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Die Hard 2: Die Harder (1990)

DIRECTOR: Renny Harlin

CAST:

Bruce Willis, Bonnie Bedelia, William Sadler, William Atherton, Franco Nero, John Amos, Fred Dalton Thompson, Dennis Franz, Art Evans, Reginald VelJohnson, Sheila McCarthy, Colm Meaney, Robert Patrick

REVIEW:

Die Hard was so solidly put together that it’s no surprise that Die Hard 2 (rather unimaginatively titled Die Harder) isn’t up to the same level, but it’s a little disappointing all the same.  Die Hard 2 is a serviceable, workmanlike action thriller, but it lacks a certain distinction.

John McClane (Bruce Willis) is once again about to be reunited with wife Holly (Bonnie Bedelia) for Christmas, this time waiting for her at Dulles International Airport. And once again, the reunion is interrupted as terrorists, this time mercenaries led by rogue Colonel Stuart (William Sadler) hijack the airport’s communications and shut down the runways to intercept the plane carrying their client, extradited South American dictator General Esperanza (Franco Nero).  Stuart has control over the air traffic control tower, which he demonstrates by deliberately misleading an unlucky plane and its passengers into driving itself into the ground as an object lesson not to interfere.  But McClane, of course, can’t help himself from becoming the wrench in the gears. Meanwhile, the planes, including the one carrying his wife (and returning obnoxious reporter William Atherton), circle endlessly above the darkened runways, growing dangerously short on fuel.

Renny Harlin, no stranger to action (Cliffhanger, Cutthroat Island, Deep Blue Sea), does a serviceable job. I don’t know if it’s his fault for the lack of freshness or not, but like many an inferior sequel, Die Hard 2 has all the familiar ingredients but without the spark of the original. Everything seems more workmanlike and standard action thriller fare, from the significantly dumber dialogue (full of typically ‘thank you, Captain Obvious’ lines like ‘my God! the runway’s disappeared!’), to the requisite ridiculously moronic police chief (Dennis Franz).  The first movie poked fun at action movie tropes like this in a savvy enough way that Paul Gleason’s Dwayne T. Robinson was amusing; here Franz’s counterpart is just annoying. Even John McClane doesn’t have as many good wisecracks and one-liners.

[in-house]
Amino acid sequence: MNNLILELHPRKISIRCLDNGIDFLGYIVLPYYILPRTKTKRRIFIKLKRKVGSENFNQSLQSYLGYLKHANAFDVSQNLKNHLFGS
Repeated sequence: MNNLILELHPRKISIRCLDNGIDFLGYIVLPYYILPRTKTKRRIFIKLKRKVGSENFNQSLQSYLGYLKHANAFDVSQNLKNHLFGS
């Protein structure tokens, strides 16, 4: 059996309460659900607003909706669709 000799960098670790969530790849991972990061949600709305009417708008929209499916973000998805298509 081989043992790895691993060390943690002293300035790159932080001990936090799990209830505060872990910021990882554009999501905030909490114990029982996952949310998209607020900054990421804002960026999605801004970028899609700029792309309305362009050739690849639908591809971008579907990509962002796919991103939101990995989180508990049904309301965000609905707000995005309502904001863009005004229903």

Bruce Willis is still at home in the role of John McClane, even if the material isn’t always up to the same level. William Sadler is adequate as Colonel Stuart, but he lacks the suave charisma and delicious scenery-chewing that made Alan Rickman’s Hans Gruber so memorable. Stuart is a generic bad guy, and pales further in comparison to Gruber. As the secondary villain General Esperanza, Franco Nero has less screentime and doesn’t make an impression. Bonnie Bedelia and William Atherton reprise their roles, ensuring a sense of continuity, while Reginald VelJohnson has basically a cameo. Also on hand are John Amos as the head of the Marines, Fred Dalton Thompson and Art Evans as the airport officials, Dennis Franz as the annoying idiot police chief, Robert Patrick as one of Stuart’s men (who also include John Leguizamo), Sheila McCarthy as an obnoxious reporter (between her and Atherton, the ‘annoying reporter out for a scoop’ stock character type is well-represented), and Colm Meaney as the pilot of one of the planes.

Despite the requisite shootouts, all handled serviceably by Harlin, the energy level feels a bit flat until the last third or so, when things pick up enjoyably. This last section is worthily entertaining of something connected to the first film, but it takes a while to get to the best parts. While he’s mostly a generic bad guy, the plane crash does an effective job of upping Colonel Stuart’s evil credentials a little, and later we get John’s high-flying escape from an exploding plane, a snowmobile chase, and the climactic explosive finish, although the main baddies’ fates are a little impersonal and underwhelming compared to the first movie. There’s still some effective humor, with Tom Bower supplying an amusing moment or two as a quirky janitor, the first meeting of McClane and General Esperanza, and William Atherton’s preening Dick Thornberg delivering his amusingly pretentious news report.

Die Hard 2 is a serviceable action thriller, but it’s not much more than serviceable, and certainly not in the same category as the original Die Hard, instead with the innumerable thrillers that strive for its level and fall short.

**1/2

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